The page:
When it comes to the stock market, America’s technology giants have become a harbinger of more pain to come.
If Facebook, Apple or Google looked shaky this year — as investors worried about growth, regulation or mismanagement — the rest of the market felt it. In recent weeks, as these companies have succumbed to concerns about the global economy, slowing profits or privacy concerns, they have led the decline in stocks.
Now, technology companies are dragging stocks into an ominous territory that investors have not seen in nearly a decade: a severe decline known as a bear market.
The tech-heavy Nasdaq closed on Friday at 6332.99, down almost 22 percent from its August peak, meaning it has officially entered a bear market. The S&P 500 and Dow Jones industrial average, both of which also include the biggest tech companies, are not far behind after falling 17.5 percent and 16.3 percent from their respective highs. After a month of heavy losses, stocks are on track for their worst year since 2008.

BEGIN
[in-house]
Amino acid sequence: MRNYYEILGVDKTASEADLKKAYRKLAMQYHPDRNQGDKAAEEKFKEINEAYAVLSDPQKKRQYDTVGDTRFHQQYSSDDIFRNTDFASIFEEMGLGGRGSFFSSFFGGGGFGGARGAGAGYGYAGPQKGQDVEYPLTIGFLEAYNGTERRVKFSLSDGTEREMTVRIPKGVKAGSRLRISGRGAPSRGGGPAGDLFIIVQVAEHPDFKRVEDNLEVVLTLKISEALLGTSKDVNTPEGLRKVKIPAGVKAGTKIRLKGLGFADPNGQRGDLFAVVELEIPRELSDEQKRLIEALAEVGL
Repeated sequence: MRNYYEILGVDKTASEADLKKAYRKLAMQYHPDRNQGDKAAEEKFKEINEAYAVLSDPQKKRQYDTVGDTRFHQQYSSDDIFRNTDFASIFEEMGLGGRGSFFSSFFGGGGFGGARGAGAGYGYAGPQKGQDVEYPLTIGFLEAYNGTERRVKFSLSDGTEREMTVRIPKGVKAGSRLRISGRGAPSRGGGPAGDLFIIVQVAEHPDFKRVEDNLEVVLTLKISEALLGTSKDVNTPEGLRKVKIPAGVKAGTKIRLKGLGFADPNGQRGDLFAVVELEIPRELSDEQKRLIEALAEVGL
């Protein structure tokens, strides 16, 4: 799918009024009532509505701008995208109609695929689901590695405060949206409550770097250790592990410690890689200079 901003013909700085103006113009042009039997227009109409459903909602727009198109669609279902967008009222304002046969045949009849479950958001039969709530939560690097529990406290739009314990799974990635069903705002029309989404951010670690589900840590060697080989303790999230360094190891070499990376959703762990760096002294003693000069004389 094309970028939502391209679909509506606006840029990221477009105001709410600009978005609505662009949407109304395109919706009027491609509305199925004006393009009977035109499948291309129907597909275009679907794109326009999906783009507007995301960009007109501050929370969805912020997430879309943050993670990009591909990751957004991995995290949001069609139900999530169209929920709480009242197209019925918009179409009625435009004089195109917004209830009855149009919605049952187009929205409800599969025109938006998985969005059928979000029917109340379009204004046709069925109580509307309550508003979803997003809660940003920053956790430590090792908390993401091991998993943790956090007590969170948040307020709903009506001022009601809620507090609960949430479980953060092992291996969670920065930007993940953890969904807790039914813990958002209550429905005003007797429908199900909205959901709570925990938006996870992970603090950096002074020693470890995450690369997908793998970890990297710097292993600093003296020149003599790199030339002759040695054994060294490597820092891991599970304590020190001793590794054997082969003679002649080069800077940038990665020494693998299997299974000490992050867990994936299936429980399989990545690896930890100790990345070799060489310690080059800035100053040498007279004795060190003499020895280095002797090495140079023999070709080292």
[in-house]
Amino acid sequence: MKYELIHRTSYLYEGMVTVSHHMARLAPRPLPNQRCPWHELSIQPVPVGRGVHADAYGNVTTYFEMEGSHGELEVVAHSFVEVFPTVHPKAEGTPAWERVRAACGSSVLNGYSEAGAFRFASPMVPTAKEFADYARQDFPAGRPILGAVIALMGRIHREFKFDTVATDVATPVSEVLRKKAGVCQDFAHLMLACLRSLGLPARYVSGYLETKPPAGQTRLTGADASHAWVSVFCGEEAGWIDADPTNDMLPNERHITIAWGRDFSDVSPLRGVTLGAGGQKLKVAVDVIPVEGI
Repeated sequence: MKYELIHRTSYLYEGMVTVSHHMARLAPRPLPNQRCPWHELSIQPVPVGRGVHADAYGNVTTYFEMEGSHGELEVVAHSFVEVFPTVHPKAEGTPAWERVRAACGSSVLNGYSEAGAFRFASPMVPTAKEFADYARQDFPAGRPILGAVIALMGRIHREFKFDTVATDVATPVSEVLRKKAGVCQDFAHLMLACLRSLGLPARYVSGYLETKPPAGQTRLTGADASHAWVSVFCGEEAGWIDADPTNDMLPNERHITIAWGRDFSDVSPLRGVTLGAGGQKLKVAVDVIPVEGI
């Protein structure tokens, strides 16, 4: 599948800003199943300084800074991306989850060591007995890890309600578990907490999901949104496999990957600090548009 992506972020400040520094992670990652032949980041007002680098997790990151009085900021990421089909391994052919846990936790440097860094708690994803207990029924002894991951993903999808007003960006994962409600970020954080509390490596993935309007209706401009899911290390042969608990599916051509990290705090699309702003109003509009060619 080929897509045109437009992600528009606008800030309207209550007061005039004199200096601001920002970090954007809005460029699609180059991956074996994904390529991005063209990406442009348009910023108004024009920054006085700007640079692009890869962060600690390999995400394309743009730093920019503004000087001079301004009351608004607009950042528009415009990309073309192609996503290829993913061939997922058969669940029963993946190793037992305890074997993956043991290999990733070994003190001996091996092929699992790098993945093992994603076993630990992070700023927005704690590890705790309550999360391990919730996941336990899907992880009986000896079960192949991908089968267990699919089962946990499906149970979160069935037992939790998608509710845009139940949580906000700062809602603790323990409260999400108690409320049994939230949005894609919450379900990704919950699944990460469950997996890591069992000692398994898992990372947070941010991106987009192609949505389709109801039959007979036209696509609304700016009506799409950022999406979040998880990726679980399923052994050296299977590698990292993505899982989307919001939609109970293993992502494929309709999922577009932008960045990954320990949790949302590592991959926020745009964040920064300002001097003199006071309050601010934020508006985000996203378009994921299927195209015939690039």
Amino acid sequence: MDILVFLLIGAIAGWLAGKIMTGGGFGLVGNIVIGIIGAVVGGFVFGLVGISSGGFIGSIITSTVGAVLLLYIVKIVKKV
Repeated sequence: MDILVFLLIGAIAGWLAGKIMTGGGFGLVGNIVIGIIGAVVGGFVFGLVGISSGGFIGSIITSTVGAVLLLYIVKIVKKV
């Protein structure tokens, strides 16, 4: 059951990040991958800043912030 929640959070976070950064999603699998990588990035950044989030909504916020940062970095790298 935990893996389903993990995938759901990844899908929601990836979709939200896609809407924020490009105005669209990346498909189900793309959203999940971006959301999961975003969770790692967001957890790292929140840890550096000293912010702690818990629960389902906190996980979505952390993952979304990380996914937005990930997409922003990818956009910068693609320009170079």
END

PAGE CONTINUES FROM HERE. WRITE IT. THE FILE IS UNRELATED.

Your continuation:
S&P 500: -12%
Nasdaq 100: -13%
Russell 2000: -16%
Crude Oil: -11%$FB: -11%$AAPL: -16%$AMZN: -19%$NFLX: -14%$GOOGL: -11%$C: -22%$GS: -16%$MS: -15%$BAC: -17%$JPM: -15%
20+ Yr Treasuries: +5%
Volatility Index: +67%
— Charlie Bilello (@charliebilello) December 21, 2018